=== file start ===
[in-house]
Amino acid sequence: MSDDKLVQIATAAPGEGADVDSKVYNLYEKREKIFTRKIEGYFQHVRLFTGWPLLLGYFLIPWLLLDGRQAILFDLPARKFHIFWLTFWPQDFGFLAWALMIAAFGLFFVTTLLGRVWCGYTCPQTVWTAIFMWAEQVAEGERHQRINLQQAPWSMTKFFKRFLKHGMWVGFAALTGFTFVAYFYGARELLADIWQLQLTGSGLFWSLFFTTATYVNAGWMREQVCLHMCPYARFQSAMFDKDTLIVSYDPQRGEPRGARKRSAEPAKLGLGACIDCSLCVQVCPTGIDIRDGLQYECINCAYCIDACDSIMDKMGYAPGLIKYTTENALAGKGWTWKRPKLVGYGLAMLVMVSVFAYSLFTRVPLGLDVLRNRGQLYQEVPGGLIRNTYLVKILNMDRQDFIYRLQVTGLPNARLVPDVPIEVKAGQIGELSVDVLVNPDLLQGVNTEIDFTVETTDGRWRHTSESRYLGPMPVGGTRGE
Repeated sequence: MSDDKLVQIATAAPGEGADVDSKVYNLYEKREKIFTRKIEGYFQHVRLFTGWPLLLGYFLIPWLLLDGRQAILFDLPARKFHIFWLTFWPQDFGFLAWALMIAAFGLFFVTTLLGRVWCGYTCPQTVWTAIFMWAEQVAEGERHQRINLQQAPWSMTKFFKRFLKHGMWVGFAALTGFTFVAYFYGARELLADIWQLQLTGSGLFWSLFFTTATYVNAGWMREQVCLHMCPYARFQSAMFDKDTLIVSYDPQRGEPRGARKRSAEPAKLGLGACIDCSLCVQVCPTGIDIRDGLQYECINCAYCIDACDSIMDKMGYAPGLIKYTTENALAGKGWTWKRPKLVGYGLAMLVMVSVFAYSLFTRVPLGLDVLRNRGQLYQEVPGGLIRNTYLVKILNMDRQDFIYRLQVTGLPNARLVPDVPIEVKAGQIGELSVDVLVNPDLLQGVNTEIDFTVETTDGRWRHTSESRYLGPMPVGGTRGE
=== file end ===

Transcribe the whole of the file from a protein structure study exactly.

[in-house]
Amino acid sequence: MSDDKLVQIATAAPGEGADVDSKVYNLYEKREKIFTRKIEGYFQHVRLFTGWPLLLGYFLIPWLLLDGRQAILFDLPARKFHIFWLTFWPQDFGFLAWALMIAAFGLFFVTTLLGRVWCGYTCPQTVWTAIFMWAEQVAEGERHQRINLQQAPWSMTKFFKRFLKHGMWVGFAALTGFTFVAYFYGARELLADIWQLQLTGSGLFWSLFFTTATYVNAGWMREQVCLHMCPYARFQSAMFDKDTLIVSYDPQRGEPRGARKRSAEPAKLGLGACIDCSLCVQVCPTGIDIRDGLQYECINCAYCIDACDSIMDKMGYAPGLIKYTTENALAGKGWTWKRPKLVGYGLAMLVMVSVFAYSLFTRVPLGLDVLRNRGQLYQEVPGGLIRNTYLVKILNMDRQDFIYRLQVTGLPNARLVPDVPIEVKAGQIGELSVDVLVNPDLLQGVNTEIDFTVETTDGRWRHTSESRYLGPMPVGGTRGE
Repeated sequence: MSDDKLVQIATAAPGEGADVDSKVYNLYEKREKIFTRKIEGYFQHVRLFTGWPLLLGYFLIPWLLLDGRQAILFDLPARKFHIFWLTFWPQDFGFLAWALMIAAFGLFFVTTLLGRVWCGYTCPQTVWTAIFMWAEQVAEGERHQRINLQQAPWSMTKFFKRFLKHGMWVGFAALTGFTFVAYFYGARELLADIWQLQLTGSGLFWSLFFTTATYVNAGWMREQVCLHMCPYARFQSAMFDKDTLIVSYDPQRGEPRGARKRSAEPAKLGLGACIDCSLCVQVCPTGIDIRDGLQYECINCAYCIDACDSIMDKMGYAPGLIKYTTENALAGKGWTWKRPKLVGYGLAMLVMVSVFAYSLFTRVPLGLDVLRNRGQLYQEVPGGLIRNTYLVKILNMDRQDFIYRLQVTGLPNARLVPDVPIEVKAGQIGELSVDVLVNPDLLQGVNTEIDFTVETTDGRWRHTSESRYLGPMPVGGTRGE